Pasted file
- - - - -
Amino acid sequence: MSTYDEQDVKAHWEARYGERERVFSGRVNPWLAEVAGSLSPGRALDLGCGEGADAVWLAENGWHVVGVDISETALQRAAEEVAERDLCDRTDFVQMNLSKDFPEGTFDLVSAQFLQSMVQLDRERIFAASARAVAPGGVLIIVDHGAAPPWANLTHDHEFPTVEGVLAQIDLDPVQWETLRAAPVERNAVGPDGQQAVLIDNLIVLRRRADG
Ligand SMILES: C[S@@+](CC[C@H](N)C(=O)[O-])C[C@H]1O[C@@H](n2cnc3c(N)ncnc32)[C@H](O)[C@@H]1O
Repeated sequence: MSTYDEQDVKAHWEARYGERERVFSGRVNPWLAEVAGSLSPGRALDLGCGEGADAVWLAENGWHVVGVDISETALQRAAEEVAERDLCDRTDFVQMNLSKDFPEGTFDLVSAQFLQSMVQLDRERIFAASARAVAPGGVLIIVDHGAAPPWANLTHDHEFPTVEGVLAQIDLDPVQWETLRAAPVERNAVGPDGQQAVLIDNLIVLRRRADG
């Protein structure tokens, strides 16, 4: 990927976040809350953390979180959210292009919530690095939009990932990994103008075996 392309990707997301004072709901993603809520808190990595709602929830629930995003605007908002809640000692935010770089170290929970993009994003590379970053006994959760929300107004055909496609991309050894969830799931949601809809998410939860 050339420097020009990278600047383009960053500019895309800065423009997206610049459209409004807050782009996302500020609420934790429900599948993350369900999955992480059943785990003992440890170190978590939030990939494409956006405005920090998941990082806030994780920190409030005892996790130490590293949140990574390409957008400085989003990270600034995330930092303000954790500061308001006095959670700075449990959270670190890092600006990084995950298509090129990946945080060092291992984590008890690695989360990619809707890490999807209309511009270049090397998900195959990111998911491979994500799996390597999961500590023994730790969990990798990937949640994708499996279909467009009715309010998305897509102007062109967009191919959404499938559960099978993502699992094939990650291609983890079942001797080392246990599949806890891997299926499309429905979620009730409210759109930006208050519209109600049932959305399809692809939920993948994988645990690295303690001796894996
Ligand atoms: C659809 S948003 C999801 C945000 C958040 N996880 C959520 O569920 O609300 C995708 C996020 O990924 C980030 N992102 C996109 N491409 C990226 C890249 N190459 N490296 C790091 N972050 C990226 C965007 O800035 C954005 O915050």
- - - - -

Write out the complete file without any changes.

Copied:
Amino acid sequence: MSTYDEQDVKAHWEARYGERERVFSGRVNPWLAEVAGSLSPGRALDLGCGEGADAVWLAENGWHVVGVDISETALQRAAEEVAERDLCDRTDFVQMNLSKDFPEGTFDLVSAQFLQSMVQLDRERIFAASARAVAPGGVLIIVDHGAAPPWANLTHDHEFPTVEGVLAQIDLDPVQWETLRAAPVERNAVGPDGQQAVLIDNLIVLRRRADG
Ligand SMILES: C[S@@+](CC[C@H](N)C(=O)[O-])C[C@H]1O[C@@H](n2cnc3c(N)ncnc32)[C@H](O)[C@@H]1O
Repeated sequence: MSTYDEQDVKAHWEARYGERERVFSGRVNPWLAEVAGSLSPGRALDLGCGEGADAVWLAENGWHVVGVDISETALQRAAEEVAERDLCDRTDFVQMNLSKDFPEGTFDLVSAQFLQSMVQLDRERIFAASARAVAPGGVLIIVDHGAAPPWANLTHDHEFPTVEGVLAQIDLDPVQWETLRAAPVERNAVGPDGQQAVLIDNLIVLRRRADG
């Protein structure tokens, strides 16, 4: 990927976040809350953390979180959210292009919530690095939009990932990994103008075996 392309990707997301004072709901993603809520808190990595709602929830629930995003605007908002809640000692935010770089170290929970993009994003590379970053006994959760929300107004055909496609991309050894969830799931949601809809998410939860 050339420097020009990278600047383009960053500019895309800065423009997206610049459209409004807050782009996302500020609420934790429900599948993350369900999955992480059943785990003992440890170190978590939030990939494409956006405005920090998941990082806030994780920190409030005892996790130490590293949140990574390409957008400085989003990270600034995330930092303000954790500061308001006095959670700075449990959270670190890092600006990084995950298509090129990946945080060092291992984590008890690695989360990619809707890490999807209309511009270049090397998900195959990111998911491979994500799996390597999961500590023994730790969990990798990937949640994708499996279909467009009715309010998305897509102007062109967009191919959404499938559960099978993502699992094939990650291609983890079942001797080392246990599949806890891997299926499309429905979620009730409210759109930006208050519209109600049932959305399809692809939920993948994988645990690295303690001796894996
Ligand atoms: C659809 S948003 C999801 C945000 C958040 N996880 C959520 O569920 O609300 C995708 C996020 O990924 C980030 N992102 C996109 N491409 C990226 C890249 N190459 N490296 C790091 N972050 C990226 C965007 O800035 C954005 O915050």